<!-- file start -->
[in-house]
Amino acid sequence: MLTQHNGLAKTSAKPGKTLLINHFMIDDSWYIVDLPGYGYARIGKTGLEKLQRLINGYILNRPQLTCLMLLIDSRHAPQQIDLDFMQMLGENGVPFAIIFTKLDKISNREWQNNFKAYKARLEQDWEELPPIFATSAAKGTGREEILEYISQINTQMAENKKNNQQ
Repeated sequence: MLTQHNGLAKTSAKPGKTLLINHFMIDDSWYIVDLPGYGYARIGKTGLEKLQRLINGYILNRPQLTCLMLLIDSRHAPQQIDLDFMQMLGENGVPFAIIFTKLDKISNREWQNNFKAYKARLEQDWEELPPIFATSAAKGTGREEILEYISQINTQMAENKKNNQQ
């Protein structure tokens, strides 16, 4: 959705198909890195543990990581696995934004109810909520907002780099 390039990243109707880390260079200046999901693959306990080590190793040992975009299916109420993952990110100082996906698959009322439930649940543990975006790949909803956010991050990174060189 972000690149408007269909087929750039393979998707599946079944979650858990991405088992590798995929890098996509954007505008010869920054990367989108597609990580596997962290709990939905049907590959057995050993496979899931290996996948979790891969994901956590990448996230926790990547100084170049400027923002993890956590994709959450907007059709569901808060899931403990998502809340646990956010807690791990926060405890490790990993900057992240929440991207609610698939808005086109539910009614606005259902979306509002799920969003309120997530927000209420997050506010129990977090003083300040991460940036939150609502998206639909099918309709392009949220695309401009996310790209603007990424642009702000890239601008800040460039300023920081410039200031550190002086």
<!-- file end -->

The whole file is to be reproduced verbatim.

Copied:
[in-house]
Amino acid sequence: MLTQHNGLAKTSAKPGKTLLINHFMIDDSWYIVDLPGYGYARIGKTGLEKLQRLINGYILNRPQLTCLMLLIDSRHAPQQIDLDFMQMLGENGVPFAIIFTKLDKISNREWQNNFKAYKARLEQDWEELPPIFATSAAKGTGREEILEYISQINTQMAENKKNNQQ
Repeated sequence: MLTQHNGLAKTSAKPGKTLLINHFMIDDSWYIVDLPGYGYARIGKTGLEKLQRLINGYILNRPQLTCLMLLIDSRHAPQQIDLDFMQMLGENGVPFAIIFTKLDKISNREWQNNFKAYKARLEQDWEELPPIFATSAAKGTGREEILEYISQINTQMAENKKNNQQ
């Protein structure tokens, strides 16, 4: 959705198909890195543990990581696995934004109810909520907002780099 390039990243109707880390260079200046999901693959306990080590190793040992975009299916109420993952990110100082996906698959009322439930649940543990975006790949909803956010991050990174060189 972000690149408007269909087929750039393979998707599946079944979650858990991405088992590798995929890098996509954007505008010869920054990367989108597609990580596997962290709990939905049907590959057995050993496979899931290996996948979790891969994901956590990448996230926790990547100084170049400027923002993890956590994709959450907007059709569901808060899931403990998502809340646990956010807690791990926060405890490790990993900057992240929440991207609610698939808005086109539910009614606005259902979306509002799920969003309120997530927000209420997050506010129990977090003083300040991460940036939150609502998206639909099918309709392009949220695309401009996310790209603007990424642009702000890239601008800040460039300023920081410039200031550190002086």